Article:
'Red Lights' is the latest film from Spanish film-maker Rodrigo Cortes, who in 2010 made his debut, the very effective, claustrophobic thriller 'Buried' starring Ryan Reynold's. Were that film succeeded in it's simplicity, his latest, 'Red Lights' has a much more ambitious story to tell. The plot of 'Red Lights' is as follows:
Two paranormal investigators played by Sigourney Weaver and Cillian Murphy who work to find every fraud in the business who claims to posses paranormal abilities, which in their experience is every person they've ever investigated. That is until Simon Sliver a world renowned psychic comes back after a thirty year absence and challenges the two investigators in ways they didn't think possible.
'Red Lights' has an intriguing premise, that much is undeniable, unfortunately that's all it has going for it in it's 1hr and 49min running time. In 'Buried' the directors previous film, he was limited by both time and money which led to him crafting a bare-bones story that managed to thrill in unexpected ways. Here, he faces no such budget or time issues but bigger problems manage to arise, the biggest problem of all being while the film sets out to be a thriller with horror elements, it manages to completely fail to either thrill or scare in the entirety of it's running time.
Like 'The Last Exorcism', a surprisingly interesting horror film which came out the year before, the film works best when it's about the two paranormal investigators just doing their job, finding the fraudsters and exposing them for who they are, unfortunately this segment of the film, the most low-key in comparison to the rest only lasts for the first 25 minutes of the film. After that the film just keeps cranking up the craziness until we get to it's absolute mess of a final act. Cortes shows a distinct lack of control in the final third, it feels like he has ran out of ideas by this point so he tries to counter-act this by giving the audience a tacked on feeling ending which at the same time feels over-the-top and anti-climatic.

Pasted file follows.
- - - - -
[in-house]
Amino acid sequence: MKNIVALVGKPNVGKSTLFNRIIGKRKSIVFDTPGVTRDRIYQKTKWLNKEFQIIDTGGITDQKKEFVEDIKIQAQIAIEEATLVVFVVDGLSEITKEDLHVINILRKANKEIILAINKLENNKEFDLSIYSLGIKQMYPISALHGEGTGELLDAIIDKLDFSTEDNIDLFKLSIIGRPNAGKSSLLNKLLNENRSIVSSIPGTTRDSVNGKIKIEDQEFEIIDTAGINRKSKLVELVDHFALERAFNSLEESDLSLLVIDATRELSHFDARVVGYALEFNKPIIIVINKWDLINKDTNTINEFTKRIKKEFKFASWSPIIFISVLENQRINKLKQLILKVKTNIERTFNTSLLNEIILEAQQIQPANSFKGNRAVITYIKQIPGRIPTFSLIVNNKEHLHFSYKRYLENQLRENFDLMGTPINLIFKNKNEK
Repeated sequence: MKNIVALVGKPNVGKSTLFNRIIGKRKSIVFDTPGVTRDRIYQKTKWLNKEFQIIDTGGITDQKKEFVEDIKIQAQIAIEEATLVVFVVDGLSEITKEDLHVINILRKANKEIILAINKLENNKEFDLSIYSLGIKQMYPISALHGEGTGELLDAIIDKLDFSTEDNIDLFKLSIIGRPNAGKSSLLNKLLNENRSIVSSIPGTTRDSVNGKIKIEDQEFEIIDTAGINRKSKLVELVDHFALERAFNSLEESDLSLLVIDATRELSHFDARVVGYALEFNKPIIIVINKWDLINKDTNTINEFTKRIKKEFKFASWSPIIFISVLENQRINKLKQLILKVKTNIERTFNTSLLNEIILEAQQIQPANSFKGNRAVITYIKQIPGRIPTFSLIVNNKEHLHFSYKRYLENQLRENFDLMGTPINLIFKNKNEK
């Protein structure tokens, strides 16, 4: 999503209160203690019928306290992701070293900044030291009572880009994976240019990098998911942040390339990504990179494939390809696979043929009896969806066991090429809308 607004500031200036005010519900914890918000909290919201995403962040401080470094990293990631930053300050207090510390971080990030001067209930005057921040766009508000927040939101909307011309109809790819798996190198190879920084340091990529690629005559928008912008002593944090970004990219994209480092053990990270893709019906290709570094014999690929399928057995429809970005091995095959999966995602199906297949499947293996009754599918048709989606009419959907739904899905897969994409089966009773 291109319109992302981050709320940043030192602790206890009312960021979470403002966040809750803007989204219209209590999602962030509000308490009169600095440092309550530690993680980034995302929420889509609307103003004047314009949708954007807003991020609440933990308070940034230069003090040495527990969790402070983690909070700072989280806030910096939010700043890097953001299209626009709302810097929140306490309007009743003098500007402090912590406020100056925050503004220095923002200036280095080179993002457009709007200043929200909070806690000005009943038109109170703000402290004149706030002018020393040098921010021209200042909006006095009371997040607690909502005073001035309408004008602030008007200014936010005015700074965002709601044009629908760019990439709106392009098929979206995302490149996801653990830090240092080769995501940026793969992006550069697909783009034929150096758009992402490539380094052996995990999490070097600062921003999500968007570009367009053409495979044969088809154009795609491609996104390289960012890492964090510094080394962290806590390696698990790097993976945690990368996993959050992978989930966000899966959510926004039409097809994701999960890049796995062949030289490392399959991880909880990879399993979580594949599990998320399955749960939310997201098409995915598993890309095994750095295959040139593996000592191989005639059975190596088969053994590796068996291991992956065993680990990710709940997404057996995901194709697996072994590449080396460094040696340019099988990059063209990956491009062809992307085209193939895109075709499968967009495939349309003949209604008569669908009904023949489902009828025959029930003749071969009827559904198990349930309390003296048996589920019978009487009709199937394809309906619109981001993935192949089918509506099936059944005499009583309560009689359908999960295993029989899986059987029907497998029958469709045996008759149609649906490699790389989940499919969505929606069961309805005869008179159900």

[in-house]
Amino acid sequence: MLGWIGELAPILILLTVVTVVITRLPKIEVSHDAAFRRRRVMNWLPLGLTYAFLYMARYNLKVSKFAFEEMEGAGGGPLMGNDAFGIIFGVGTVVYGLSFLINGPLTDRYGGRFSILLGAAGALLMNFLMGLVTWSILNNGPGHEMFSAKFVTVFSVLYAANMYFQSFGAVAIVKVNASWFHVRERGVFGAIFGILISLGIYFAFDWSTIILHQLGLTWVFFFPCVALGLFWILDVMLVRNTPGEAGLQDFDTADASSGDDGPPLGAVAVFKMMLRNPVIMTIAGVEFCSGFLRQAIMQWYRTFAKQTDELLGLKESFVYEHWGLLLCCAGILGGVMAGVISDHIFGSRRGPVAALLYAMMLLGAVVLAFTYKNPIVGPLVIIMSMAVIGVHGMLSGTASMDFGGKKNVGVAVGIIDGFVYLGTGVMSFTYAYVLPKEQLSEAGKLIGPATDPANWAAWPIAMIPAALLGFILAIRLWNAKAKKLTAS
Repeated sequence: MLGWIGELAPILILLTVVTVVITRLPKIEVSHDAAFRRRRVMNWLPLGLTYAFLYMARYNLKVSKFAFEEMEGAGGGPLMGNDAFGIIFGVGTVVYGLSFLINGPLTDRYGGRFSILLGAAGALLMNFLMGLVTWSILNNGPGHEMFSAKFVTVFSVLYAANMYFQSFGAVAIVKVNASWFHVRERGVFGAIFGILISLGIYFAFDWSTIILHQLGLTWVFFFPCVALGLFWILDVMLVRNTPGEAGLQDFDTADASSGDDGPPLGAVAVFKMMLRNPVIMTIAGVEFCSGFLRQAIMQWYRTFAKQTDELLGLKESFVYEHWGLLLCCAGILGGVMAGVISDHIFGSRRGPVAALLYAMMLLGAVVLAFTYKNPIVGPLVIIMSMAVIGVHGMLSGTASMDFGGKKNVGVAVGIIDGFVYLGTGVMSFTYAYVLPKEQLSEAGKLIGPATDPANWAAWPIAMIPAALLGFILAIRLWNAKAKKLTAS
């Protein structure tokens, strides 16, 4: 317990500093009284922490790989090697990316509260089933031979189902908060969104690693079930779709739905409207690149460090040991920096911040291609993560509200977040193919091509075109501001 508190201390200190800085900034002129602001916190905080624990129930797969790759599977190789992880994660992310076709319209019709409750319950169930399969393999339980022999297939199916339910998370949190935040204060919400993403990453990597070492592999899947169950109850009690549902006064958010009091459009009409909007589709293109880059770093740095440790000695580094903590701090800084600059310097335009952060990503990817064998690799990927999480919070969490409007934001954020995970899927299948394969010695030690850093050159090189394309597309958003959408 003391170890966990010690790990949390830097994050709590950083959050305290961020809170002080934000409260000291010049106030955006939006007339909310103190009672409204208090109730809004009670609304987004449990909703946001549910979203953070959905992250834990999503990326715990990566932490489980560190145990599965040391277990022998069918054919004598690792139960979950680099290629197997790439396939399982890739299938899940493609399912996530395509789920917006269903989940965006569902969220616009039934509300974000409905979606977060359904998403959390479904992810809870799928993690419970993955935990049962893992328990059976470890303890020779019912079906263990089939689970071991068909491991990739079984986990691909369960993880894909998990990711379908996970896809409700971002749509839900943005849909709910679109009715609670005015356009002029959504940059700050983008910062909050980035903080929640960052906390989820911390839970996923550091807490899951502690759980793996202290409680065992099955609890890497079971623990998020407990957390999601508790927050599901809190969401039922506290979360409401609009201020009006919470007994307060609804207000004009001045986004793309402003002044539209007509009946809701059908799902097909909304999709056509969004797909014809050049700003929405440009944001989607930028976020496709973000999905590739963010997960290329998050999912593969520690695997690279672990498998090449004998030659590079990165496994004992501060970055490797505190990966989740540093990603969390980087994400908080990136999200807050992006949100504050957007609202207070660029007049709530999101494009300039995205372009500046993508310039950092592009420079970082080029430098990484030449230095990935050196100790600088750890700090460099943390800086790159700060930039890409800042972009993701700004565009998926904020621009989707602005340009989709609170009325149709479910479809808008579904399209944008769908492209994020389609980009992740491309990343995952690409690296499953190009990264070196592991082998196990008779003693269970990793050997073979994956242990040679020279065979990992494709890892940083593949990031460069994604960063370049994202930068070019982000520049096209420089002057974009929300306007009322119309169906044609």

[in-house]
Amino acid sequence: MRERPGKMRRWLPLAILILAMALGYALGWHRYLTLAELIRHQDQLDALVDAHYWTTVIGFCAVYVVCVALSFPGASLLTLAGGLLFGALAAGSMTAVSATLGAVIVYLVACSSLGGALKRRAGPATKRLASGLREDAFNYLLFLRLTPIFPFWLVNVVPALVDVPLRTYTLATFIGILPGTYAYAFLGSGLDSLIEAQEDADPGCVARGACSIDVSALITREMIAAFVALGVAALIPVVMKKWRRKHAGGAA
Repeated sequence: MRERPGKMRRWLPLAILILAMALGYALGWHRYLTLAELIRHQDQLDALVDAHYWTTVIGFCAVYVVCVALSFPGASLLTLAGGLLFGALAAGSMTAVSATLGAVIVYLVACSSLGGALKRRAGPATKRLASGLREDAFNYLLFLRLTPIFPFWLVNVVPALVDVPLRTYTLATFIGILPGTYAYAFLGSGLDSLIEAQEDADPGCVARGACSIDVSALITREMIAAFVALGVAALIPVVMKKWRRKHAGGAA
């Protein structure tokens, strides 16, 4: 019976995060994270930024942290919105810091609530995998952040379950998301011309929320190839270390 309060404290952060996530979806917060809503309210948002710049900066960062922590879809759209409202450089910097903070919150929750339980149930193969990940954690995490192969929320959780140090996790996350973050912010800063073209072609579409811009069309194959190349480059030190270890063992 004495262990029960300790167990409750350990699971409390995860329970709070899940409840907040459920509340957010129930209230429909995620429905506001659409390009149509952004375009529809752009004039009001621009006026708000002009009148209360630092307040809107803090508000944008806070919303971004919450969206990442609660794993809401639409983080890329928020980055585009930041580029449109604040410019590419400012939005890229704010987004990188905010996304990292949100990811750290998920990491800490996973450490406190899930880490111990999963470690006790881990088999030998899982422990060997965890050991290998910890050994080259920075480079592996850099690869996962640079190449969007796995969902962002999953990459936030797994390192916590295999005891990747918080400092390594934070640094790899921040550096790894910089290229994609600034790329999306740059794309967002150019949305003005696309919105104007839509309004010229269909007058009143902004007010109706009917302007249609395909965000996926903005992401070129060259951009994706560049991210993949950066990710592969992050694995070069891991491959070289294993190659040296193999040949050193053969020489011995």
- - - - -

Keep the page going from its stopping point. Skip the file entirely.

The performances in the film are fine for the most part, Weaver and Murphy are consistently solid, but it's De Niro who lets down on the acting front. His performance is way to hammy, to ever be successfully intimidated by this "psychic".
Overall 'Red Lights' fails to accomplish what it sets out to achieve, though it does start off strongly the ridiculous final act serves to undo all the good work which came before it.